atw 2018-05v6


atw Vol. 63 (2018) | Issue 5 ı May

Detective Application Security Controls

for Nuclear Safety

Deeksha Gupta, Karl Waedt and Yuan Gao

The current Draft Nuclear IEC 63096 New Work Item Proposal (NWIP), a new downstream standard of IEC

62645, distinguishes between preventive, detective and corrective security controls. The focus of this paper is on

resilient detective cybersecurity controls that are needed especially for high security degrees in the context of Advanced

Persistent Threats (APTs). The Stuxnet malware demonstrates that sophisticated attacks on physical processes

can make use of both, the manipulation of output signals that control the automation equipment in parallel with

manipulations of the graphical process feedback information displayed to users. In the international IAEA coordinated

research proposal CRP J02008 several project partners investigate (as one of the objectives) the development of

detective security controls that do not rely on the process control software itself. Thus, a manipulation of the process

control software could still be detected by the detective security controls implemented by diverse means.

Implementing detective security controls at this conceptual

level requires knowledge about selected analog and binary

variables corresponding to the current state of physical

processes. This knowledge (expressed as modeled specifications

of expected safe transitions and value ranges) is

needed in order to detect potential manipulations. In

the case of Stuxnet this corresponds to detecting the

high frequency speed variations of centrifuges (with the

aim of physically destroying them) without regard to

the ( manipulated, maliciously reassuring) information

displayed to operators.

This paper will address the selection of process

variables, the different points at which these process

variables can be acquired, the equipment used for the

acquisition (e.g. additional networking equipment or

enhanced embedded software), the aggregation of the

variables, the detective logic and the reporting towards a

Security Information and Event Management System

( SIEM). The paper will also explain how existing nuclear

safety impact analyses can be leveraged by replacing the

typical safety events (e.g. due to ageing or random failures)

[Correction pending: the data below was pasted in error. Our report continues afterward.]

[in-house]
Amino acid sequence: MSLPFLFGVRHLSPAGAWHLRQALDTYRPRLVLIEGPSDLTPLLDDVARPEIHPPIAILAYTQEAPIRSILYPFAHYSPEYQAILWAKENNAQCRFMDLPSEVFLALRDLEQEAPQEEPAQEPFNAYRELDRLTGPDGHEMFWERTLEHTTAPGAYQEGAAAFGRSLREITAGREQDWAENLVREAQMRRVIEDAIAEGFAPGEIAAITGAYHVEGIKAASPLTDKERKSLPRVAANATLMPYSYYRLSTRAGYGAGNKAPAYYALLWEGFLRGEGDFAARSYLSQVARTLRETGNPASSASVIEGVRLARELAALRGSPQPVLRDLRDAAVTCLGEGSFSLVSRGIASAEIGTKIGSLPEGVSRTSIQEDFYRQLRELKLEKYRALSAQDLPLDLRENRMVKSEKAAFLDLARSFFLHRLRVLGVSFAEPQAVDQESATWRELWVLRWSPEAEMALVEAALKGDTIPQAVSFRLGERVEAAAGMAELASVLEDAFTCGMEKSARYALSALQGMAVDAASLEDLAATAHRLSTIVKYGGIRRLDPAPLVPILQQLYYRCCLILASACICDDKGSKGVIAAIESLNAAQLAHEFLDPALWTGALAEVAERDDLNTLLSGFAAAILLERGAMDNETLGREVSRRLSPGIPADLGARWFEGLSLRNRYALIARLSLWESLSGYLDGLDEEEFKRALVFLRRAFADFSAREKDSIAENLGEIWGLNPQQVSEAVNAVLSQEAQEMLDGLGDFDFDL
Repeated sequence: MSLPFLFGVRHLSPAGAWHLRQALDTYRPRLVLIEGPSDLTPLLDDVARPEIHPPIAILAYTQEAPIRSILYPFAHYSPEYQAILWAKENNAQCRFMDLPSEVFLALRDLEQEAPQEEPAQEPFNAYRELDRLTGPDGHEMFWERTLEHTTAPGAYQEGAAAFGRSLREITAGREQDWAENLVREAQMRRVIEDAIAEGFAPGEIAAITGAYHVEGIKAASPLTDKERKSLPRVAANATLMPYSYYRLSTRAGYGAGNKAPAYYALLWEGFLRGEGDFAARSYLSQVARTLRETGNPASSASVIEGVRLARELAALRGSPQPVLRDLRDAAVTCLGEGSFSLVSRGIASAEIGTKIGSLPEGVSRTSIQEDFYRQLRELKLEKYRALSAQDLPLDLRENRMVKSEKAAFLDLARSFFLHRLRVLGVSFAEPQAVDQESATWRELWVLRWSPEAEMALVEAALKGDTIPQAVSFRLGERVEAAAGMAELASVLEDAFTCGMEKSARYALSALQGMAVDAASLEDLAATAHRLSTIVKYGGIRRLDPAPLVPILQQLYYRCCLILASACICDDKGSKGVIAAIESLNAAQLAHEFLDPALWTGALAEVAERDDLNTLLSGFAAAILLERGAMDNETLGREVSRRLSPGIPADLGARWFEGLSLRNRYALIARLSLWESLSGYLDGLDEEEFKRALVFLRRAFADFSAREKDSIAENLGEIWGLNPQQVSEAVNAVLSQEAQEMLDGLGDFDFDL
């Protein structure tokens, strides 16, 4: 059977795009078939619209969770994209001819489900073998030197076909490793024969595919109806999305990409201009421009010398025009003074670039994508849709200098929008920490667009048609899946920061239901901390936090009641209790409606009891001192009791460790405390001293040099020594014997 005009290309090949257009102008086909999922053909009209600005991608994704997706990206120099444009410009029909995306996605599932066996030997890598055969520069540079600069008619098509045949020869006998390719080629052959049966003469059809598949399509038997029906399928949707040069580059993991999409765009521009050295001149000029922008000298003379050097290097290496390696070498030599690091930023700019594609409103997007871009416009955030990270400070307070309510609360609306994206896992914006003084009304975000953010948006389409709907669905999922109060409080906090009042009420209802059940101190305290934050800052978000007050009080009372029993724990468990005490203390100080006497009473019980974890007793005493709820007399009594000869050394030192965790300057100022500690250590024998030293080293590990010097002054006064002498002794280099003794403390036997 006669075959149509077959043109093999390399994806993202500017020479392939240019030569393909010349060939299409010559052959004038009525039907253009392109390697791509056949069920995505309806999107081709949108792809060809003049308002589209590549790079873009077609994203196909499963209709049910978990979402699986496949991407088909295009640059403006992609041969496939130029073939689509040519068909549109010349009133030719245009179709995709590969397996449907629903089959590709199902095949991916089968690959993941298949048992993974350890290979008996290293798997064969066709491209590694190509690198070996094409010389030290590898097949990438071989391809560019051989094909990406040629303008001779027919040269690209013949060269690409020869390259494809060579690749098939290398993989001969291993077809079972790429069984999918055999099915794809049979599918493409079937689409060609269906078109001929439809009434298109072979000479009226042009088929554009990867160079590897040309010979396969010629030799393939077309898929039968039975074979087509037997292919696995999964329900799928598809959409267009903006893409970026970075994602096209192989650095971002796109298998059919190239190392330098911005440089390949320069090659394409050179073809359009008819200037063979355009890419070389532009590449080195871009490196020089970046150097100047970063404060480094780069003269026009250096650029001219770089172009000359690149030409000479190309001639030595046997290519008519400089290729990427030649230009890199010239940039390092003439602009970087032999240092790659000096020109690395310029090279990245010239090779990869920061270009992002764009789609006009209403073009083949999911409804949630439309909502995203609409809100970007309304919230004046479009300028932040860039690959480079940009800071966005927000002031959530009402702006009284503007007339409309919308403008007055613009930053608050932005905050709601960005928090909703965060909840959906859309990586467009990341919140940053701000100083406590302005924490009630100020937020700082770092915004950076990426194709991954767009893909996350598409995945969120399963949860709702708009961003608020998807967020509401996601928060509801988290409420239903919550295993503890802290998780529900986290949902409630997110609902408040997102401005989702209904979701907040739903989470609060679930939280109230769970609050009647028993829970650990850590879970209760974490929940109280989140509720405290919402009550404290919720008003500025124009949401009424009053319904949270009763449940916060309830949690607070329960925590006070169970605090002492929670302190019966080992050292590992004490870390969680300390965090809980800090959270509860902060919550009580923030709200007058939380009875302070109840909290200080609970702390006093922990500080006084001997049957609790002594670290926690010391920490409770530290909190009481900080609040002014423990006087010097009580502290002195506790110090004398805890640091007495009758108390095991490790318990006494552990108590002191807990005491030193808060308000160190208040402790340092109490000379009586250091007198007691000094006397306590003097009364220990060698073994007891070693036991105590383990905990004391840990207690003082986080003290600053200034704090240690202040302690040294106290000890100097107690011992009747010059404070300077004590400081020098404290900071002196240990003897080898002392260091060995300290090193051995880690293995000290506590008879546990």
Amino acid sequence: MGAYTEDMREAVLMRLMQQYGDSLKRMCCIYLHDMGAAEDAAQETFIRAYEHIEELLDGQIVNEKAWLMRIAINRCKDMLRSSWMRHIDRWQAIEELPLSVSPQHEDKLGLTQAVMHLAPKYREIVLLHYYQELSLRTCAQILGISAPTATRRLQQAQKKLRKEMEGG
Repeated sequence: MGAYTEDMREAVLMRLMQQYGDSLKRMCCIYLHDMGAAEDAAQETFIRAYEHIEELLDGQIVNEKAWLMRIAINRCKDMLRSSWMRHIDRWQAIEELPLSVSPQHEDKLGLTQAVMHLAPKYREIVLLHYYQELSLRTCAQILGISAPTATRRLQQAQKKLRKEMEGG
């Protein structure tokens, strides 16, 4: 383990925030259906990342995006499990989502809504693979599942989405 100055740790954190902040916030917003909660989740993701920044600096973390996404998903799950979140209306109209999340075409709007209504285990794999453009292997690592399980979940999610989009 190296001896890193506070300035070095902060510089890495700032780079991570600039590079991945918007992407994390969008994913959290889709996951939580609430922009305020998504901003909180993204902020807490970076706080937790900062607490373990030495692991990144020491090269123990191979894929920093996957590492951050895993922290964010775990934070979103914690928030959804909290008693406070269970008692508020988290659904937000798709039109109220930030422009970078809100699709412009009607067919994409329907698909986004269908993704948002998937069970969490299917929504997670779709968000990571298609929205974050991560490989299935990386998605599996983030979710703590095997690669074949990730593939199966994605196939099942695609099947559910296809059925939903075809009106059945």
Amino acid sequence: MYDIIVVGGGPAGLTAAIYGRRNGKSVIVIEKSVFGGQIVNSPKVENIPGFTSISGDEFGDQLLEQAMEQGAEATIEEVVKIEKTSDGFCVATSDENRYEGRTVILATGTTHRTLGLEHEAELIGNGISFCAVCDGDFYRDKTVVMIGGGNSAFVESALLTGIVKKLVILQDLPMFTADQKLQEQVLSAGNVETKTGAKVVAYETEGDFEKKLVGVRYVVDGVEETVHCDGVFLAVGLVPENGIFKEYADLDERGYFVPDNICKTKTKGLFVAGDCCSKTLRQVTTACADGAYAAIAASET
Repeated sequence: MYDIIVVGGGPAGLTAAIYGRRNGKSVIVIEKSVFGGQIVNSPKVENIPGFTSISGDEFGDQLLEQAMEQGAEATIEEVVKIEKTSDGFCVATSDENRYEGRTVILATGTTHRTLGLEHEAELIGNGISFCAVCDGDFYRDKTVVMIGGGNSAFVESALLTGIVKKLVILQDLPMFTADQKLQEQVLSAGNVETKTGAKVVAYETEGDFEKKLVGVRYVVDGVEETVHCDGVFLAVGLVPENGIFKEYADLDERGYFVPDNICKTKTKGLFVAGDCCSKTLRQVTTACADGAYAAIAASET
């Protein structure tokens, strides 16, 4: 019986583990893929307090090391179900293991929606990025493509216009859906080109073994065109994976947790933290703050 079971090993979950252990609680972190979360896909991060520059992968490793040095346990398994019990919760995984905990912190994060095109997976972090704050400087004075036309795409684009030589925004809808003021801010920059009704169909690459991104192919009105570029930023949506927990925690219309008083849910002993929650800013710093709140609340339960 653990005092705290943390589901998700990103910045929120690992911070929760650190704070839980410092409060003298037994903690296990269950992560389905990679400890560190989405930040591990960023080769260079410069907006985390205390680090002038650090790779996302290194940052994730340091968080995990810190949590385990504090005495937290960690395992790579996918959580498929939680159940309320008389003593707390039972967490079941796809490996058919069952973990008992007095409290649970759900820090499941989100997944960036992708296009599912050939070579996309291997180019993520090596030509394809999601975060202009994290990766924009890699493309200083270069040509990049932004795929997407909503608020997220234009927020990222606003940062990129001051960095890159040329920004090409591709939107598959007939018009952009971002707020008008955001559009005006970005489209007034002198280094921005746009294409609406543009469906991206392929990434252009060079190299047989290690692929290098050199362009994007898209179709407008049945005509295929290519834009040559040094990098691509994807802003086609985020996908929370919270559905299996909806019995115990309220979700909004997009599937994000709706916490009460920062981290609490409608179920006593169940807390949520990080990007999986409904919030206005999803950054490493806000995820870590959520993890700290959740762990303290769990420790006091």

by graded targeted security attack events.

The semi-formal description of the detective security

controls will make use of the Application Security Control

(ASC) concepts as introduced by ISO/IEC 27034-x.

This approach is fully in line with Nuclear IEC 62859

that provides requirements on coordinating safety

and cybersecurity. The recommendations on separating

selected detective security controls from the process

control software can be achieved by avoiding an increased

complexity and the possibility of retroactions of security

measures on safety related functionality.

to physical property, computer system, information or

other assets.

The detective application security controls provide

alternative or enhanced protection means as part of a

security defense-in-depth concept. Accordingly, for a new

NPP they may serve as security enhancements while for an

existing NPP they may serve as an effective and cost-saving

alternative, in cases where the legacy process control

software cannot be easily revised to include cybersecurity

specific functionality.

In principle the term “Cybersecurity Control” or just

“Security Control” denotes one or a set of Cyber Security

countermeasures. Security Controls are applied during all

lifecycle phases of the I&C-product or project [4]. In an

( initially) non safety related context several Security

Controls are similar to measures that are by default implemented

in safety systems. These include, e.g., the degree

of requirements traceability (e.g., to avoid the intro duction

of requirements on debugging functionality that may later

be misused for manipulations) and requirements on

testing. However, the Security Level [2, 3] of a subsystem

may be increased due to results of a risk assessment [5].

This may mandate the implementation of individual

security controls that have to be met only for higher safety

classes [4].

IEC 62645 [8] is the top level nuclear cybersecurity

standard. It defines security controls for the nuclear




Cybersecurity is considered as a major element of physical

protection plans for nuclear facilities and it should be

implemented from the initial phase of nuclear facility

design [1]. In nuclear power plants (NPPs), I&C systems

have evolved during the last decades from non-digital

equipment and standalone environments to digital

technologies and interconnected systems. Such an

evolution exposes them to risks related to cyberattacks.

The cyberattack can later affect the safety of the NPP.

Cyberattack or digital attack is the attempt by digital

means to destroy, expose, alter, disable, steal or gain

unauthorized access to or make unauthorized use of an

asset [2]. To minimize these risks security controls

provides the countermeasures to avoid, detect, counteract

| | Fig. 1.

Example Plant Operation related to Security Control for a Detective System [6, 7].

Environment and Safety

Detective Application Security Controls for Nuclear Safety ı Deeksha Gupta, Karl Waedt and Yuan Gao

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